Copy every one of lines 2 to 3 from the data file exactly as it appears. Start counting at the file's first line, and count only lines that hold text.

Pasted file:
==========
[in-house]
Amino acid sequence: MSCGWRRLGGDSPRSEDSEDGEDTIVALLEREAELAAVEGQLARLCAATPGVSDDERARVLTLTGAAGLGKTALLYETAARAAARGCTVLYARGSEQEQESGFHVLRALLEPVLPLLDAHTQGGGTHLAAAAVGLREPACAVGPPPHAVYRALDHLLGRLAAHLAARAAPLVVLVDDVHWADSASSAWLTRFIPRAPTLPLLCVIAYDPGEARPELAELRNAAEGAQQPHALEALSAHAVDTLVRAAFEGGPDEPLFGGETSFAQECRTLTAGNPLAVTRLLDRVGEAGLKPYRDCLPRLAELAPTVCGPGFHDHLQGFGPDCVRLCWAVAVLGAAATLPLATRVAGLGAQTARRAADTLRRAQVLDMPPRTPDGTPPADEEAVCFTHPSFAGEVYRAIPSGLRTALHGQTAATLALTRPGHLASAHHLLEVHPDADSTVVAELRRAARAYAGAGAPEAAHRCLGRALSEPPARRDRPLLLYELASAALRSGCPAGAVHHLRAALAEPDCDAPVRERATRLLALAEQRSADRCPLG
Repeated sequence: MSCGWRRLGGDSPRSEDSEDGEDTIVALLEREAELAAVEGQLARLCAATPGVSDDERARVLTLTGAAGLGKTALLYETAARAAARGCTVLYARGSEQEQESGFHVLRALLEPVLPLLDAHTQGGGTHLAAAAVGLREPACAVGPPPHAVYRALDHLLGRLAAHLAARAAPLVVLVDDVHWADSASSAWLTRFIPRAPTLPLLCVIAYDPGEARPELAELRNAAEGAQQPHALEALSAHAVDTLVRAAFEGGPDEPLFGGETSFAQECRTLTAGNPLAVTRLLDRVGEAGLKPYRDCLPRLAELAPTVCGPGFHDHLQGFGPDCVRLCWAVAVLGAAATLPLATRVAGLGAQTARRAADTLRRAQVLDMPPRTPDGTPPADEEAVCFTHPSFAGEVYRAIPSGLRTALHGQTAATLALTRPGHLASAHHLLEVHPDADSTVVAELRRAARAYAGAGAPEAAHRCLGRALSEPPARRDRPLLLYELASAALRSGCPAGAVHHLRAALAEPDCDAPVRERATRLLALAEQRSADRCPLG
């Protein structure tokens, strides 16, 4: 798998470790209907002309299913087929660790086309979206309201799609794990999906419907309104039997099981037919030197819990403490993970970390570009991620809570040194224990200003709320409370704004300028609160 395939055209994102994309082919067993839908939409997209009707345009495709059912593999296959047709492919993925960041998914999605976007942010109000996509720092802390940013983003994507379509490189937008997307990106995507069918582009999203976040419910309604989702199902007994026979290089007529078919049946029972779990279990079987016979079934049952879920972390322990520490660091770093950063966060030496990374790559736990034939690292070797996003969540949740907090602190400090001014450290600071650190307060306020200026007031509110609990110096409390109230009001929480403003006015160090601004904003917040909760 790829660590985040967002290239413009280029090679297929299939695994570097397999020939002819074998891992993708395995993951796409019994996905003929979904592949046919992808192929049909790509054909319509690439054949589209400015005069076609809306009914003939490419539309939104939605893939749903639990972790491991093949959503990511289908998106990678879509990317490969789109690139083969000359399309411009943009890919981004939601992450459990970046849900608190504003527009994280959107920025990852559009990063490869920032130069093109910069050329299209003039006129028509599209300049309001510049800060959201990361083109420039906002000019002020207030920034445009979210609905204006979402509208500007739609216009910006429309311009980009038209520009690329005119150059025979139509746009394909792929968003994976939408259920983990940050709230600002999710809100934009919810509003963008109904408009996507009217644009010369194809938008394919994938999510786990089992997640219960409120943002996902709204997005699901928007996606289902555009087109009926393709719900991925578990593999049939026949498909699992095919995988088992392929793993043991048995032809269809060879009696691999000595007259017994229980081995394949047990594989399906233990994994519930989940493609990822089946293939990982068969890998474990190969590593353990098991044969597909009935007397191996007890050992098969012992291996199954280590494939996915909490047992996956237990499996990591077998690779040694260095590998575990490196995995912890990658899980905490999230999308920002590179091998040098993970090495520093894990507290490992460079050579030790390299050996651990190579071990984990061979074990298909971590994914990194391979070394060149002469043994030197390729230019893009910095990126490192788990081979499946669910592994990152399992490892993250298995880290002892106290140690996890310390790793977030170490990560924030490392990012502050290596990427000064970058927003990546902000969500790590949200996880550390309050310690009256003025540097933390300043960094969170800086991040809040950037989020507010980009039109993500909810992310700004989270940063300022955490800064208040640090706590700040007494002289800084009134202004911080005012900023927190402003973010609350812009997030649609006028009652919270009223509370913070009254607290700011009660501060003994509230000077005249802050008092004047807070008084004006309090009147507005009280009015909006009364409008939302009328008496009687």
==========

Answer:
Amino acid sequence: MSCGWRRLGGDSPRSEDSEDGEDTIVALLEREAELAAVEGQLARLCAATPGVSDDERARVLTLTGAAGLGKTALLYETAARAAARGCTVLYARGSEQEQESGFHVLRALLEPVLPLLDAHTQGGGTHLAAAAVGLREPACAVGPPPHAVYRALDHLLGRLAAHLAARAAPLVVLVDDVHWADSASSAWLTRFIPRAPTLPLLCVIAYDPGEARPELAELRNAAEGAQQPHALEALSAHAVDTLVRAAFEGGPDEPLFGGETSFAQECRTLTAGNPLAVTRLLDRVGEAGLKPYRDCLPRLAELAPTVCGPGFHDHLQGFGPDCVRLCWAVAVLGAAATLPLATRVAGLGAQTARRAADTLRRAQVLDMPPRTPDGTPPADEEAVCFTHPSFAGEVYRAIPSGLRTALHGQTAATLALTRPGHLASAHHLLEVHPDADSTVVAELRRAARAYAGAGAPEAAHRCLGRALSEPPARRDRPLLLYELASAALRSGCPAGAVHHLRAALAEPDCDAPVRERATRLLALAEQRSADRCPLG
Repeated sequence: MSCGWRRLGGDSPRSEDSEDGEDTIVALLEREAELAAVEGQLARLCAATPGVSDDERARVLTLTGAAGLGKTALLYETAARAAARGCTVLYARGSEQEQESGFHVLRALLEPVLPLLDAHTQGGGTHLAAAAVGLREPACAVGPPPHAVYRALDHLLGRLAAHLAARAAPLVVLVDDVHWADSASSAWLTRFIPRAPTLPLLCVIAYDPGEARPELAELRNAAEGAQQPHALEALSAHAVDTLVRAAFEGGPDEPLFGGETSFAQECRTLTAGNPLAVTRLLDRVGEAGLKPYRDCLPRLAELAPTVCGPGFHDHLQGFGPDCVRLCWAVAVLGAAATLPLATRVAGLGAQTARRAADTLRRAQVLDMPPRTPDGTPPADEEAVCFTHPSFAGEVYRAIPSGLRTALHGQTAATLALTRPGHLASAHHLLEVHPDADSTVVAELRRAARAYAGAGAPEAAHRCLGRALSEPPARRDRPLLLYELASAALRSGCPAGAVHHLRAALAEPDCDAPVRERATRLLALAEQRSADRCPLG